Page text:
The log also shows the author, date of the commit, and the commit message.

If we add some more revisions, those are shown under git log as well:

ifinlay@cpsc:project1$ git log
commit 18325e137dd43af4857c1501cb2df849ec0a73e3
Author: Ian Finlayson <ifinlay@umw.edu>
Date:   Tue Jun 11 13:15:02 2018 -0400

    Fix bug in sorting feature.

commit e18012e8cacc16044f20a9c0b3d7636b91c31cba
Author: Ian Finlayson <ifinlay@umw.edu>
Date:   Tue Jun 11 13:14:28 2018 -0400

    Add sorting feature for output.

commit 9cf99039f4d1a4de2acda4dc2dea80f0d8389f08
Author: Ian Finlayson <ifinlay@umw.edu>
Date:   Tue Jun 11 13:00:05 2018 -0400

    Add error checking of user input.

The oldest revisions are shown at the bottom, and the newest are on top. Note that these are not very good commit messages, but are just put in as an example. A good commit message is more detailed and lets you know what the change accomplishes.


Seeing History

We can ask Git for the differences between any two revisions with git diff:

ifinlay@cpsc:project1$ git diff 18325e137dd43af4857c1501cb2df849ec0a73e3 e18012e8cacc16044f20a9c0b3d7636b91c31cba
diff --git a/input.py b/input.py
index 7756d0a..5d7c164 100644
--- a/input.py
+++ b/input.py
@@ -1,5 +1,4 @@
-# get a number and return it
 def get_input():
     return int(input("Enter a number N: "))
diff --git a/output.py b/output.py
index 8379835..021ac16 100644
--- a/output.py
+++ b/output.py
@@ -1,5 +1,4 @@
-# show the output
 def show_output(value):
     print("The value is:", value)

The output of git diff can be hard to read. We will talk about comparing files with diff tools later on in this course.

Using the full hashes is actually not necessary. We only need to include the first four characters (or more if that would be ambiguous):

ifinlay@cpsc:project1$ git diff 1832 e180

The git status command is also helpful to see what changes have been made since the last commit:

ifinlay@cpsc:project1$ git status
On branch master
Changes not staged for commit:
  (use "git add <file>..." to update what will be committed)
  (use "git checkout -- <file>..." to discard changes in working directory)

  modified:   main.py

no changes added to commit (use "git add" and/or "git commit -a")

This tells us that we have changed the main.py file since our last commit. If we are up to date, git status will tell us:

ifinlay@cpsc:project1$ git status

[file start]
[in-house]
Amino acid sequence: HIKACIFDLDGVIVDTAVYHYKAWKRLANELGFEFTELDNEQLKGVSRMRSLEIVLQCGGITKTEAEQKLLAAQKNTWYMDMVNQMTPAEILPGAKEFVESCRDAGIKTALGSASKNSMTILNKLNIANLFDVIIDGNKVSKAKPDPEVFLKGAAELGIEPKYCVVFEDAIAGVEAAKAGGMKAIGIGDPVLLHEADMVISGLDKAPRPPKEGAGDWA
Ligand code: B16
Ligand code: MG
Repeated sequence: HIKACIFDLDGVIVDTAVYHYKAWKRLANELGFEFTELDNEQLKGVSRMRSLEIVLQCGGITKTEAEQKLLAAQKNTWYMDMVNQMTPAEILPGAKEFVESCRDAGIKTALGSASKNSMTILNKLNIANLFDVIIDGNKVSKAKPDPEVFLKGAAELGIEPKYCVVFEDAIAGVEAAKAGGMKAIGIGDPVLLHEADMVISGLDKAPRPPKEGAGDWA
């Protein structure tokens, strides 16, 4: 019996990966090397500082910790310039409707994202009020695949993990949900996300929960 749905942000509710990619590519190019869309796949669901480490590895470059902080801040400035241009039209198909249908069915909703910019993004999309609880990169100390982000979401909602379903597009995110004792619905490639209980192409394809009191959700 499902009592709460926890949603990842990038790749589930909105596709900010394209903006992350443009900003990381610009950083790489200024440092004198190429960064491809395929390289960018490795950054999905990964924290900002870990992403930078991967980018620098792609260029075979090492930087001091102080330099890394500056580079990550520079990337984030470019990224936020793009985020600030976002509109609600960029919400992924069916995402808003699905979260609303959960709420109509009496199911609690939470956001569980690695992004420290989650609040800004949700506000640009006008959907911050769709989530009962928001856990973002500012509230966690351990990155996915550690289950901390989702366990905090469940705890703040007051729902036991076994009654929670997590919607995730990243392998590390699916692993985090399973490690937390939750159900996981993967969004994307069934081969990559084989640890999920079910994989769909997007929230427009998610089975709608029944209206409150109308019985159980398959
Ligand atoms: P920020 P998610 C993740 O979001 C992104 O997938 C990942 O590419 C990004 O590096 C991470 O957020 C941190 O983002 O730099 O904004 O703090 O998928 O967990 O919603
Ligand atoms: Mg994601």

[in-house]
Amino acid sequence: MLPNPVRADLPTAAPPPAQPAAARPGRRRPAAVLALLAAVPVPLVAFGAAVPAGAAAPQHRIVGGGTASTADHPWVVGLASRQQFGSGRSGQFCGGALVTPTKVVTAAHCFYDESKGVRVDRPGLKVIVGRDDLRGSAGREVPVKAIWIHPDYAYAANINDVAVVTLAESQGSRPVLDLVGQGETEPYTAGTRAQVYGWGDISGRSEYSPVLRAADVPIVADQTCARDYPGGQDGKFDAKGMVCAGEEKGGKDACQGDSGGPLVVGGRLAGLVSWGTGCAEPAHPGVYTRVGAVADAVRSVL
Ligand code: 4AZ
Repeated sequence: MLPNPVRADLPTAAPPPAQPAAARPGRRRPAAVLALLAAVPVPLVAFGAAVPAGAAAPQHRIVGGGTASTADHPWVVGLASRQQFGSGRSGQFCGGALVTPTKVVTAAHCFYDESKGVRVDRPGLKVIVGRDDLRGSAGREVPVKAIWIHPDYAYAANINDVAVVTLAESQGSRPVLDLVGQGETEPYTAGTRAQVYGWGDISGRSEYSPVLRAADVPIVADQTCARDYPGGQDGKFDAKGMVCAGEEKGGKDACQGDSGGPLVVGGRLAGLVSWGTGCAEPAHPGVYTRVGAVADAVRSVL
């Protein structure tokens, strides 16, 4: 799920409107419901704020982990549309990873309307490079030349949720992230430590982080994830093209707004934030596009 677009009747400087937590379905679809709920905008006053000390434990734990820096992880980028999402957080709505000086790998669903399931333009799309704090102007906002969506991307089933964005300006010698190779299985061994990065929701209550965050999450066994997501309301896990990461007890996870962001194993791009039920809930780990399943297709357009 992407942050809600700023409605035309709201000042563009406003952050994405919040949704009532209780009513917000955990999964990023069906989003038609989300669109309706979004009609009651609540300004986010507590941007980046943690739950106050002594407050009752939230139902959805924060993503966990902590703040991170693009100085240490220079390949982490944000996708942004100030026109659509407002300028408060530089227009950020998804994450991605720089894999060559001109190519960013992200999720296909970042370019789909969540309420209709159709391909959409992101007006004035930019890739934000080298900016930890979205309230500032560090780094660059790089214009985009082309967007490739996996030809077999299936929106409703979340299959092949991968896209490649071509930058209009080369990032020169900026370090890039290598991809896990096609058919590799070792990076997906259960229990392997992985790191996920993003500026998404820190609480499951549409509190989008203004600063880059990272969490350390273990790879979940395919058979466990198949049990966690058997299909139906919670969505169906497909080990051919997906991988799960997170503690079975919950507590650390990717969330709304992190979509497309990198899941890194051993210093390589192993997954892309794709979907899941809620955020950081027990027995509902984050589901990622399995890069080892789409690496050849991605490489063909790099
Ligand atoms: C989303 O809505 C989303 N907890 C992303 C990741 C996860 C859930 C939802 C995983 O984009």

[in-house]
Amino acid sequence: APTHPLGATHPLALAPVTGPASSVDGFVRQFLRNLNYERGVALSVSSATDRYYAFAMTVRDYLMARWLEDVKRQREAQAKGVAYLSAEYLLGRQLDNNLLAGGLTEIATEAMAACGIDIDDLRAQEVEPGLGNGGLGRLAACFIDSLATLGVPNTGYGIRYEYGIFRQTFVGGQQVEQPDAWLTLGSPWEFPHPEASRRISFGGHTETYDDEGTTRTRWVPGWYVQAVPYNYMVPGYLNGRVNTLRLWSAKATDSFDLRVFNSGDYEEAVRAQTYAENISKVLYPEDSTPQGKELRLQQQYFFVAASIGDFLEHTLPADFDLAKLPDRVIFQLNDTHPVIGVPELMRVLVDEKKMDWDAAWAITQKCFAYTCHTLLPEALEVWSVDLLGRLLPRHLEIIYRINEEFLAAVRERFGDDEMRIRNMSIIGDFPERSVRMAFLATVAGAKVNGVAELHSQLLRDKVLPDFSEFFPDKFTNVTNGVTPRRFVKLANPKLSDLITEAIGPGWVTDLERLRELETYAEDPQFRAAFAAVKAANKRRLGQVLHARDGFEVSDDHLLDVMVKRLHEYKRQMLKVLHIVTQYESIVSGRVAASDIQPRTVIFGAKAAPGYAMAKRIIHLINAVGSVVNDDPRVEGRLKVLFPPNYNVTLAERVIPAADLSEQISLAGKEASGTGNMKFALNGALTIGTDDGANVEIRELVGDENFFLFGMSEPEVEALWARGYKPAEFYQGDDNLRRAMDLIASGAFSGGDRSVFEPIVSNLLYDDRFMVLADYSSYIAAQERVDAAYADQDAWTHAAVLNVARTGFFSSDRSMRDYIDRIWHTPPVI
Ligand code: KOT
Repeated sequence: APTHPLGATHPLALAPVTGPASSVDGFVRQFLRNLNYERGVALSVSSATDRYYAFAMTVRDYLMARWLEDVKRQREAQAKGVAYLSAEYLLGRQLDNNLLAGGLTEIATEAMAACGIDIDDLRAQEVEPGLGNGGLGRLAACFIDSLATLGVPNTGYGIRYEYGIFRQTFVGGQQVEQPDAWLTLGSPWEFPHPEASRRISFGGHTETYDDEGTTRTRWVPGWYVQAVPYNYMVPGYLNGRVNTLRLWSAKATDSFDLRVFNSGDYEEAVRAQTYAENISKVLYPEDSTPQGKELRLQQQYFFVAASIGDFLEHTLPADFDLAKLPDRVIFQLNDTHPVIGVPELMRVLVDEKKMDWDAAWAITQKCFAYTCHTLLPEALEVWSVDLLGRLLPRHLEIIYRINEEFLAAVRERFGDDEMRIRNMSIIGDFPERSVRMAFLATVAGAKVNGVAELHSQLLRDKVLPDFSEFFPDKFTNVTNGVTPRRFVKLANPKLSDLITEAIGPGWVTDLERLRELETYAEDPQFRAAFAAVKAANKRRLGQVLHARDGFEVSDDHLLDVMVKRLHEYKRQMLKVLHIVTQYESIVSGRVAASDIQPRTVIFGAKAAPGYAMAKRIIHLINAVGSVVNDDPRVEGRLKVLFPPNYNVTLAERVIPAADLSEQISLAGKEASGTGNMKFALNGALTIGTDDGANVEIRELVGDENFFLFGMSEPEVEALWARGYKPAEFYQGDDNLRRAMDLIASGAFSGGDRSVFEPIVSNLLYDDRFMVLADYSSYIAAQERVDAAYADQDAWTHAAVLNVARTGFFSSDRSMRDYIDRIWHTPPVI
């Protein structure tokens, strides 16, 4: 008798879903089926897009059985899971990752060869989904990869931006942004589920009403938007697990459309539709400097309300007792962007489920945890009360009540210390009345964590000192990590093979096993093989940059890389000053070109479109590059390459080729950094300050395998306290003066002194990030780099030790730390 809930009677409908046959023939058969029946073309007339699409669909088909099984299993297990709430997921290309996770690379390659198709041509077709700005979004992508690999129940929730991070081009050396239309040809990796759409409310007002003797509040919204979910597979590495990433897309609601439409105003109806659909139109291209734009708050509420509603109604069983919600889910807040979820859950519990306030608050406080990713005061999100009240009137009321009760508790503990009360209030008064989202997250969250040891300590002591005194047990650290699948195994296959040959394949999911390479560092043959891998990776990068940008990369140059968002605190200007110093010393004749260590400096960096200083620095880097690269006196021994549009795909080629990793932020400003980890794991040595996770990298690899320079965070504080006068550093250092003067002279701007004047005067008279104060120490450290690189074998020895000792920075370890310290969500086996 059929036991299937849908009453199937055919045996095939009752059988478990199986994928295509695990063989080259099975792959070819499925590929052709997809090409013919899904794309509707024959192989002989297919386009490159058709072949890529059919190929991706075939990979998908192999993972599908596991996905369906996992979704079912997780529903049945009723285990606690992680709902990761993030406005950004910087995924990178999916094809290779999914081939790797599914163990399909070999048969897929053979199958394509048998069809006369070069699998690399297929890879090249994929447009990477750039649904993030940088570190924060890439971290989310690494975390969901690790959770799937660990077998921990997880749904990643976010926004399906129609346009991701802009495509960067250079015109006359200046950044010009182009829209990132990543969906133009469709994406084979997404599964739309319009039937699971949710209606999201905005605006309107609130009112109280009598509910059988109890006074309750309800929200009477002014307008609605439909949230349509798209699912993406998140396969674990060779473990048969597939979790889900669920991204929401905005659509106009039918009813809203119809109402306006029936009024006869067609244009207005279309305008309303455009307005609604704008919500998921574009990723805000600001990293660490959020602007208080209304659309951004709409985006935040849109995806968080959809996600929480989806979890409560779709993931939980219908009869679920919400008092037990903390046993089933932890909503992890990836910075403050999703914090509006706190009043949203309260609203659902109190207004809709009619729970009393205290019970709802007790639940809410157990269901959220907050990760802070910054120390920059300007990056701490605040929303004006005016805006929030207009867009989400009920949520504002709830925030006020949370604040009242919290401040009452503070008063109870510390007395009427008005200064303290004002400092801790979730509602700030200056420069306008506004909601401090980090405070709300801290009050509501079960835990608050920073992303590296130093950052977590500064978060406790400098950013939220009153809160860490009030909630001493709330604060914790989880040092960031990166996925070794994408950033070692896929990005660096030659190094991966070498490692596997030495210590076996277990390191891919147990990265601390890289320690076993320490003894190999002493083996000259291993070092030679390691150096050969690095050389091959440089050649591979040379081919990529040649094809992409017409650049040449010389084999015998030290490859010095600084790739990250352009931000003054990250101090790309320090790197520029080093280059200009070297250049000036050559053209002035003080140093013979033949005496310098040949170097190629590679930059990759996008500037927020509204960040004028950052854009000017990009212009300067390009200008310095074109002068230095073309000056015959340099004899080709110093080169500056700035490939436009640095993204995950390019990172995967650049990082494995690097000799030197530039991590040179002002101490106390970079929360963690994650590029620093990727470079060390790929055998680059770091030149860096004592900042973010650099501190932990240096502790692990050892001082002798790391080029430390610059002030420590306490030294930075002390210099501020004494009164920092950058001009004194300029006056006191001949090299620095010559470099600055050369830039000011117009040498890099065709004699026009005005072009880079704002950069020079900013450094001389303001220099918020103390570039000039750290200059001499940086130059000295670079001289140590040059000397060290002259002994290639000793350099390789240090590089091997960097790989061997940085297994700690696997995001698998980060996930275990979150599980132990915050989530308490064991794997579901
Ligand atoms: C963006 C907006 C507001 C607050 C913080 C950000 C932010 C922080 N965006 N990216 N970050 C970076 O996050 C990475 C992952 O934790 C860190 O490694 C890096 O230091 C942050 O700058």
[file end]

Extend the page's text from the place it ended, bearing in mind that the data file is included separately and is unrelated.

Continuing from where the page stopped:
On branch master
nothing to commit, working directory clean


Recovering Files

If we accidentally delete a file, we can recover the latest committed version of it with git checkout:

ifinlay@cpsc:project1$ rm main.py 
ifinlay@cpsc:project1$ git checkout main.py
ifinlay@cpsc:project1$ ls
input.py  main.py  output.py

Git is worth using even just for this. You will accidentally delete files at some point, and you will be very happy if they are under Git.


Looking at Past Versions

We can also move through our history. If we want to get to a previous revision, we can do so by checking it out.

Below I go all the way back to the initial version with empty files:

ifinlay@cpsc:project1$ cat main.py 
import input
import output

# the simplest three file program ever
value = input.get_input()

ifinlay@cpsc:project1$ git checkout 9cf9
Note: checking out '9cf99039f4d1a4de2acda4dc2dea80f0d8389f08'.

You are in 'detached HEAD' state. You can look around, make experimental
changes and commit them, and you can discard any commits you make in this
state without impacting any branches by performing another checkout.

If you want to create a new branch to retain commits you create, you may
do so (now or later) by using -b with the checkout command again. Example:

  git checkout -b new_branch_name

HEAD is now at 9cf9903... Just added blank files
ifinlay@cpsc:project1$ cat main.py 

All of the files in the project1 directory have now been set back to the state at the first commit. Git gives us some good information in the output. We will not discuss branches in detail, but they allow you to have separate versions of the same code base at once.

We can look at this version and test it. Getting back to the current state is accomplished with:

ifinlay@cpsc:project1$ git checkout master 
Previous HEAD position was 9cf9903... Just added blank files
Switched to branch 'master'
ifinlay@cpsc:project1$ cat main.py  
import input
import output

# the simplest three file program ever
value = input.get_input()

"master" is the main "branch" of our project, so checking it out moves us back to the current state.